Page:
Web application security is often viewed incorrectly as a set of server and host-based security issues, rather than code-level and configuration-based security vulnerabilities. Although servers and hosts may still be the cause for exploitations, it is critical that security professionals recognize the major impact of poorly written web applications as well as how their applications and servers are configured separately and in combination. The Internet is increasingly responsible for handling and storing information and files of a sensitive nature requiring security and protection. Keeping hackers at bay and assuring the privacy of private and proprietary documents is paramount. Below are the top ten security vulnerabilities and how Security Programmers mediate these to prevent exploitation.
Security Web Programmers are often not given the clout nor the attention they deserve. Security programmers apply a much higher degree of attention, detail, and time to programming. Secure software may require more time and money than insecure software. A comparison must be made between the cost of securing web applications, and an insecure web application bringing the business down or releasing sensitive information to potentially nefarious hackers.
Don’t be misled by security misnomers or be mistaken about your security requirements. Security factors can be well-defined and explained at any level of your corporate structure. Emagined Security employs security programmers who are trained and experienced to develop secure software, including web and database applications. Our proven security programming techniques and multi-layered security development protocols ensure your web applications are protected and your sensitive information secured.
Issue 1: Lack of Data Validation & Data Cleansing
Information sent to your server from web requests that is not validated and cleansed before being handled by a web application produces an environment for attacks. The vast majority of compromised servers are broken as a result of this security vulnerability. A common security misnomer is that, “my firewall will protect my server.” Firewalls may limit the traffic that reaches your web applications, but a poorly developed web application creates vulnerabilities to traffic that firewalls do not filter or prevent.
Resolution 1: Wherever a user may submit information to your server, there is a requirement for data validation and data cleansing. From a programming point of view, any information that reaches a web application can be inspected for filtration, rejection, or approval prior to being handled by the expected web application modules. Whereas a firewall does not filter traffic, an IDS (Intrusion Detection System) can inspect traffic for predefined attack patterns prior to reaching the web application, and is advised. A common security misnomer is that SSL (Secure Socket Layers) will protect your customers, yet can create another layer of security vulnerabilities, if traffic is decrypted after passing through the IDS rather than before. IDS does not decrypt traffic, so SSL-encrypted traffic must be decrypted prior to the IDS, allowing IDS to inspect “plain traffic data” for attack patterns.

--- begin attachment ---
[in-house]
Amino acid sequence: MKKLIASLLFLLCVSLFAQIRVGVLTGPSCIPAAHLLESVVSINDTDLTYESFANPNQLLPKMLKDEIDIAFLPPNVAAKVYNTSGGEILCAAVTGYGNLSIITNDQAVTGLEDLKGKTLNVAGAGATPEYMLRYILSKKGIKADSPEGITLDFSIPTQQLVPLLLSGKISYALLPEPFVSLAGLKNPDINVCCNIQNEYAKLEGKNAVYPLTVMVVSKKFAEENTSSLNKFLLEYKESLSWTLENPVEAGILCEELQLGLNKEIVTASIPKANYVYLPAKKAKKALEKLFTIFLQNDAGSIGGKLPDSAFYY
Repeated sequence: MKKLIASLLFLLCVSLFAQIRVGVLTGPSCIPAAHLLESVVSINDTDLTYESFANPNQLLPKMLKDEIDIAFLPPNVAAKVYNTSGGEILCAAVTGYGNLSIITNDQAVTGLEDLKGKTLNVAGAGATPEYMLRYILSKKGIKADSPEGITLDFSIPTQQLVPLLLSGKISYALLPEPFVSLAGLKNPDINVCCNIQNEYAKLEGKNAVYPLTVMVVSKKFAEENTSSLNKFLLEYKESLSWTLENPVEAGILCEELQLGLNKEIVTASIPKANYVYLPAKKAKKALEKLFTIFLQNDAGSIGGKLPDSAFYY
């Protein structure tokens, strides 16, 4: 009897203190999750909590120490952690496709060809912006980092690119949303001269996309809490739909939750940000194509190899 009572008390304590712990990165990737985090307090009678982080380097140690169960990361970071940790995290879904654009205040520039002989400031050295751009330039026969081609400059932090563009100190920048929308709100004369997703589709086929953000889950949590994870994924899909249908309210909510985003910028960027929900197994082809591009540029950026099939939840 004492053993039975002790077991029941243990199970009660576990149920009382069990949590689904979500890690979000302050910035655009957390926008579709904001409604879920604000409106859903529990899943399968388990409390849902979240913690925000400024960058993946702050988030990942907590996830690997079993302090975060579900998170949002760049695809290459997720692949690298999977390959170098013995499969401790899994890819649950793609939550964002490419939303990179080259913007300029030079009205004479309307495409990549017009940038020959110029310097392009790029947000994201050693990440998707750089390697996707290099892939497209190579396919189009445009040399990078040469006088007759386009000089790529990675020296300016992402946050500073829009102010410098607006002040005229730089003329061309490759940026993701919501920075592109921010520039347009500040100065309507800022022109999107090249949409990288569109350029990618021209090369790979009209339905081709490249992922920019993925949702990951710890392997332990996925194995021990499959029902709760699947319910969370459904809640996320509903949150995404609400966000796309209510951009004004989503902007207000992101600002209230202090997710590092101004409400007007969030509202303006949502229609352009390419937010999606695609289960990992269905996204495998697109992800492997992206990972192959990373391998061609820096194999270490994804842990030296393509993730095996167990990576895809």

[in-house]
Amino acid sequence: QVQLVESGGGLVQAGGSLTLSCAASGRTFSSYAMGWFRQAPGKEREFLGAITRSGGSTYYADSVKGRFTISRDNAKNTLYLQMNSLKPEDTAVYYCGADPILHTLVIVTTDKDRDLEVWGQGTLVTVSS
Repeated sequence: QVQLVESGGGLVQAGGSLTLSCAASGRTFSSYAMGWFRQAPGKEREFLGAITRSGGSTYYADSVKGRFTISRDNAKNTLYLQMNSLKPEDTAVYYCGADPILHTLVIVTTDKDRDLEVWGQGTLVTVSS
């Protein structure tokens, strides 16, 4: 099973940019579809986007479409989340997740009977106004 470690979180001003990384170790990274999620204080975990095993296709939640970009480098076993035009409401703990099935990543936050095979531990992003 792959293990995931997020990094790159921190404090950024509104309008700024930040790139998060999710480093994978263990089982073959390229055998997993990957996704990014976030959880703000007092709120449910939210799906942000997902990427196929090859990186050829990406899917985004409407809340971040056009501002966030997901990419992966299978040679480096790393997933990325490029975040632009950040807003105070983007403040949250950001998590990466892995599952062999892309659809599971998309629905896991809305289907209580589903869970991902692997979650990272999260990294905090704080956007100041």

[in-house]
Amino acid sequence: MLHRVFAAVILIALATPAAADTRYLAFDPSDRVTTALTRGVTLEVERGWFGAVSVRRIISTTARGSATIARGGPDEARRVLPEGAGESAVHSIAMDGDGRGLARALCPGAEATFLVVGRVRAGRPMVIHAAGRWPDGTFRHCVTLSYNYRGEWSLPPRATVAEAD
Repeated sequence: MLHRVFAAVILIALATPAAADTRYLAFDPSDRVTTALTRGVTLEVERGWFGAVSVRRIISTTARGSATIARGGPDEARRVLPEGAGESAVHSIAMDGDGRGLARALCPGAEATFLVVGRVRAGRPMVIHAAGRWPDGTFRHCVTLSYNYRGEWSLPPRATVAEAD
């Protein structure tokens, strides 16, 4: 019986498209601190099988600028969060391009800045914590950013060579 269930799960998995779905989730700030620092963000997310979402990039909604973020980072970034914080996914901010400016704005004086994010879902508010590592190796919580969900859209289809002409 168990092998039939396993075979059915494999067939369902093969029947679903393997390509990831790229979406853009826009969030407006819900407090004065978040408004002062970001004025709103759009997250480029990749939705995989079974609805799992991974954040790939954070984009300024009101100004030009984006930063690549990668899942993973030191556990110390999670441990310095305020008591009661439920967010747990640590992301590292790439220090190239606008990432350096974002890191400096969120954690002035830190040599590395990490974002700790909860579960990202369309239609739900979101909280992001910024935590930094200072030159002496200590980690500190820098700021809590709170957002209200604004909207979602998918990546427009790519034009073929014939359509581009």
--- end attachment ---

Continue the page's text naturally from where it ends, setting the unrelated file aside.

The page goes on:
At the programming level, web applications should inspect all incoming data for attacks and abuse to create a layer of web application security. Bear in mind that some scripts may accept traffic from sources other than the expected web forms and points of origin. A hacker may submit a form via a POST request directly to the server without ever visiting the web site or using a web form. Data types can be modified easily and re–submitted multiple times in an attack. The web application should be designed to handle a specific data set of expected data types, not to accept any or all submitted data. Every Value sent to the server has a Variable that can be addressed individually for the expected format, pattern, content, and illegal characters.
A simplified example of data submission and data validation and data cleansing would be the simple newsletter signup form. The user is expected to submit an email address, which the server would place into a database for storage and perhaps send an alert email to the newsletter manager. Three critical points of programming come into play here. The email address is handled by code, the database is updated with the supplied email address, and an email is sent using the email address. The vulnerability arises when the insecure programmer assumes a nice shiny belief that the only data submitted will be an email address. The exploitation arises when the hacker submits something ther than an email address, such as a String of Code, an SQL Injection, or another attack. Without programming-level measures in place, the web applicati0n may be compromised, not to mention the server, the database, and sensitive information as well.
Data Validation is a security programming technique that inspects the submitted “email address” to determine if the pattern matches that of a real email address format. If the data does not meet the requirements for being an email address, the data is dropped and the user messaged to say that the web application is not vulnerable, hopefully diminishing ongoing attacks. Data sent as an attack should certainly not be sent to the database, but it can be modified for administrator review and inserted into security logs or emailed inside an alert. Data Cleansing is the process of removing illegal characters or patterns, and rendering attack strings inert so they may be handled by the web application.
Issue 2: Broken or Lacking Access Controls
Member-Restricted and Administrator-Restricted access is often granted to provide control over websites, databases, and various information types. When there is a lack of control over who accesses data and which restrictions really apply, attackers may access accounts, sensitive information, and levels of administration that they should not. A member who gains access to administration functions that delete members or downloads a copy of the database is not a good thing, and can destroy member and investor loyalty. This vulnerability will not meet HIPPA Compliance, PCI Compliance, and other compliance mandates in different industries such as the medical and financial sectors.